Getting your child into the habit of reading on a regular basis is a great way to help your child develop their English skills in preparation for their 11+ or other entrance exams. Diverse reading helps to broaden your child’s vocabulary and is a key way for improving performance in selective and independent school comprehension papers and creative writing. It is important to encourage children to read from a young age; this improves their fluency, their knowledge of the English language and the wider world, whilst also helping to cement an interest in reading which will stand them in good stead for years to come. In many respects, as long as the reading materials are of high quality, it does not matter on what subjects the literature covers. Indeed, the most important aspect to encourage children to read at this age is to find a genre that interests them and which stimulates their enthusiasm for reading.
Additional benefits of regular reading are an increased ability to identify and understand the use and purpose of literary techniques such as metaphors, similes, personification, alliteration, adjectives, fronted adverbials, etc. within texts. It also has a significant impact on the development of their writing – another important skill which is often tested by entrance exams for selective and independent schools.
Whilst getting your child into a routine of reading regularly, it is also important to ensure you expose your child to different types of literature, such as short stories, poems, plays, non-fiction, letters, magazines and newspaper articles; the more the better! In doing so, your child will start to build an understanding of the differences in how these pieces of literature are constructed, the importance of past, present and future tense, direct and indirect speech and much more.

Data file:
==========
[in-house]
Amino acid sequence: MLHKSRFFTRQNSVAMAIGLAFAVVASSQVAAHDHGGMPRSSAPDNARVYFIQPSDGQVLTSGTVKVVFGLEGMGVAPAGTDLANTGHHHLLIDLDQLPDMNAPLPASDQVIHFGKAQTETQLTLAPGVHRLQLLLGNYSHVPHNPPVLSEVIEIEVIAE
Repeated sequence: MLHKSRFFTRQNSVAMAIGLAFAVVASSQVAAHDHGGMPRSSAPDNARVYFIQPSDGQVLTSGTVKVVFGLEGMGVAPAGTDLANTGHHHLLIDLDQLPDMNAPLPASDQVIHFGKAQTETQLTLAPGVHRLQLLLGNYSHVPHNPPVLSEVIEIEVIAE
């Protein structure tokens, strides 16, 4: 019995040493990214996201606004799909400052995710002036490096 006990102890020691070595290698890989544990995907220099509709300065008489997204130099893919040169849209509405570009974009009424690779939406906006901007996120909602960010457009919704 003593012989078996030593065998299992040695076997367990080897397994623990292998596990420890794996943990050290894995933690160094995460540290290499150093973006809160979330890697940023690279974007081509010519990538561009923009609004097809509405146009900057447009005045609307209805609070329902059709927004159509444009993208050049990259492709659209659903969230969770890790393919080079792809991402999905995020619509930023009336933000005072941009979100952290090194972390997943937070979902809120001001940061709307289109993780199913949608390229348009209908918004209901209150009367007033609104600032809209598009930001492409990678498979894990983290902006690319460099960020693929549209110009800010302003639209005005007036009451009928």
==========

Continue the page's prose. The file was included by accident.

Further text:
At 11 Plus Pod we have compiled a list of books (see separate PDF) which we recommend for children between the ages of 8-11. This predominantly lists works of fiction, but we do recommend children are exposed to as many different genres of literature as possible (see above). Children can access books in a variety of ways: traditional printed books, eReaders such as Kindle and iPad, online, audiobooks, local and/or school library, etc. If your child is struggling to find books that they enjoy, local and school librarians can be a great free source of advice and inspiration.
As parents, we often stop reading aloud to our children once they have achieved fluency or have completed their school reading scheme. Being read to is also incredibly beneficial as it often helps bring the book alive and stimulates discussion directly about the passage and underlying themes. These conversations help your child develop their skills of inference and deduction which are higher level comprehension skills vital to developing increased understanding of the texts.
Promoting reading and its benefits is hard in today's fast-moving, instant access and digital age. Books can often seem boring or time-consuming, requiring lots of effort and thought, when a whole world of entertainment is at our fingertips via television, the internet and game consoles but perseverance is key. Sometimes it can be one book, or one author, that fires the imagination and triggers enthusiasm and interest - so don't give up!